If you trade corn, you know the top chart shown in “Light on their feet” quite well. The extent to which prices have moved during this six-month period has been historic in its scope. However, the lines on the chart might not be that familiar. They form a linear regression channel (LRC) bounding price by a sell line along the top, a mean along the center and a buy line along the bottom.
During mid-March 2008, corn broke off the mean, found support at the buy line and then returned (regressed) toward that mean. Now look at the euro chart shown below the corn chart. You may be surprised by the similarity between corn and the euro. During mid-March 2008, the euro broke off the sell line, found support at the mean and then rallied back up toward the sell line. Clearly, the corn-euro link and the LRCs provided some key information during this period, but these relationships don’t stop there.
Consider “Heavy handed,” which shows May wheat from October through March. The price action in wheat has been volatile, yet with all the volatility there was order. During March, wheat rallied off the mean to the sell line, broke off the sell line, punched through the mean, rallied to the mean then broke off the mean. In this case, we find similarity in gold. April gold futures are shown below the wheat chart. During March, gold rallied off the mean to the sell line, broke off the sell line, punched through the mean, rallied to the mean then faded, while gold matched wheat.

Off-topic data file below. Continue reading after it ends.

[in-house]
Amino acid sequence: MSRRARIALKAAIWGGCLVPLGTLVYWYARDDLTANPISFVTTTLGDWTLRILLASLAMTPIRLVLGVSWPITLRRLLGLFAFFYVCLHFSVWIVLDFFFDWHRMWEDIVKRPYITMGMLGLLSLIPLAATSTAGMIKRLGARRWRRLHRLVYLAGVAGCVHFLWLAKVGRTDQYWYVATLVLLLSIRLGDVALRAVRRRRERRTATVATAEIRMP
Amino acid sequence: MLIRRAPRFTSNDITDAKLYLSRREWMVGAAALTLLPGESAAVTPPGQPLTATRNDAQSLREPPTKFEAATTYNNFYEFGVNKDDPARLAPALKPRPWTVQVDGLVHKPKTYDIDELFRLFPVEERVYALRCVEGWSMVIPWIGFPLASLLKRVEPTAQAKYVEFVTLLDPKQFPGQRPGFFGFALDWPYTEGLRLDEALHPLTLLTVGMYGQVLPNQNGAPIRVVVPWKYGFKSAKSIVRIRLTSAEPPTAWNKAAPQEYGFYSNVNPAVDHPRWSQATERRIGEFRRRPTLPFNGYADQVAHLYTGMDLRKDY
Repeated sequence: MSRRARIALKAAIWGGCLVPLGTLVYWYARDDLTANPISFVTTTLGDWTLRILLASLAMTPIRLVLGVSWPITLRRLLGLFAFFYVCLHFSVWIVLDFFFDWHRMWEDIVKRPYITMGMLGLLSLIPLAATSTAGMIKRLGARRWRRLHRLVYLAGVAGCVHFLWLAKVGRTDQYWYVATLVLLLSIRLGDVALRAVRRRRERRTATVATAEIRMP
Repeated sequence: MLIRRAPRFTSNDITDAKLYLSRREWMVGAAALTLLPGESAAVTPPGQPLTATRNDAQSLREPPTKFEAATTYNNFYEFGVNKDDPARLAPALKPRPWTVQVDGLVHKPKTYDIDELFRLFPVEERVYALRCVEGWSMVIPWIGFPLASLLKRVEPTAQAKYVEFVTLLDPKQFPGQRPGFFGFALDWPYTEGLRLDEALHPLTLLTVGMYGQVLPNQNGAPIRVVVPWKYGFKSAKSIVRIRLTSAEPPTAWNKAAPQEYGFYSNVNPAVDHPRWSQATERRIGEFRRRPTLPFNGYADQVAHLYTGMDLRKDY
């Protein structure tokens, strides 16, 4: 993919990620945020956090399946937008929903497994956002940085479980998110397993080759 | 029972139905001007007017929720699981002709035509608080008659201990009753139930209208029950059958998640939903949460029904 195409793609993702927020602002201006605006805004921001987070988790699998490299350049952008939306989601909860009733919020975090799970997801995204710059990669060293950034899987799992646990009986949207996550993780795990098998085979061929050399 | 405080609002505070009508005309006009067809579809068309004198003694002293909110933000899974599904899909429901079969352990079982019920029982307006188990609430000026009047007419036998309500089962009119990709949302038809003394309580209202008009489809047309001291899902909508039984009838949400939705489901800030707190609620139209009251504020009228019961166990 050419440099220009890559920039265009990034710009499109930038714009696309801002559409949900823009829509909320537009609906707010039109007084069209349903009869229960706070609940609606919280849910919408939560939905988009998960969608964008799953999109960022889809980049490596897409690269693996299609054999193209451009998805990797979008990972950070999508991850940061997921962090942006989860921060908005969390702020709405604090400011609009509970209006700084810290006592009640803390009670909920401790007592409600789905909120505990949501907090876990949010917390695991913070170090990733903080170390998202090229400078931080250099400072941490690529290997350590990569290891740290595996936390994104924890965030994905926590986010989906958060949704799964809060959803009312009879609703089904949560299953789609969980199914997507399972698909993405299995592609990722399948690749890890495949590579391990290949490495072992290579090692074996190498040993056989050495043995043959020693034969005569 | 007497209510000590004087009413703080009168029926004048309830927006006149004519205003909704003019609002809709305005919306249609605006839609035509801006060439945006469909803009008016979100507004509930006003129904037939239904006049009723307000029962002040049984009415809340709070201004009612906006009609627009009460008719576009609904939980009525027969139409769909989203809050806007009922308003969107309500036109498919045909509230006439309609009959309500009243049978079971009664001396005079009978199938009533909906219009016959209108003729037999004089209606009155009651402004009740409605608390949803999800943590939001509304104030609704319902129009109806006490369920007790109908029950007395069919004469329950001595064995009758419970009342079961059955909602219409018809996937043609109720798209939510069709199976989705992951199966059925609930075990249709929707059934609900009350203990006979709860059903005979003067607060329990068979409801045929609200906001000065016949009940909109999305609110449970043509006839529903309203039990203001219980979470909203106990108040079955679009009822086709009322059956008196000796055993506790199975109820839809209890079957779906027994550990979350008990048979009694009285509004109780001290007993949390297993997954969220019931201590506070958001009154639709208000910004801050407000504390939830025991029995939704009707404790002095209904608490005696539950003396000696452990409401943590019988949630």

Now, mentally erase the LRCs from corn and wheat. Then, cover up the euro and gold charts. Order is no longer perceived on the charts. Price action appears to be more random. But with the tools in place, trends are clearer. This is the result of situational awareness.
That situational awareness comes from the information regarding money flow provided by LRCs and intermarket analysis. These tools are based on a logical appreciation of price and market behavior. One premise of this logic is that price explores while money exaggerates. In command markets, prices are fixed. In free markets, prices test their limits. Another premise is that price is relative; A is relative to B. The price of one financial instrument is determined in relationship with another (or others). Yet another premise is that money seeks the best return; money will seek A or B, and it will flow in and out of those financial instruments in search of that return.
LRCs and intermarket analysis guide money flow. Traders who do not understand money flow get blindsided, whipsawed and generally outclassed by traders who do understand it. This is market reality.
Consider LRCs from the viewpoint of friction. Sellers will resist an upward move and buyers will resist a downward move. It is a feature of channels that price, in an up channel, tends to explore low then high. In other words, price tends to pull back before extending. In a down channel, price tends to explore high then low. In both cases, price eventually will move too far from the mean and regress back to it. This is friction at work. LRCs help visualize friction and, by doing so, can help you time a trading decision.
Intermarket analysis is best used as confirmation. The principle of confirmation is that if two related markets are moving in tandem, then the same movements playing out in both confirm the individual moves in each. This works both with markets that typically move together and with markets that typically move opposite.
LRCs and intermarket analysis can help a corn trader become a better corn trader and a wheat trader become a better wheat trader. These tools also can help a market-neutral trader shift his money to whichever market is currently presenting the best trade. Day, swing and trend traders alike can benefit with LRCs and intermarket analysis by using it to time their trades and choose the best vehicle (which market, A or B) for their position.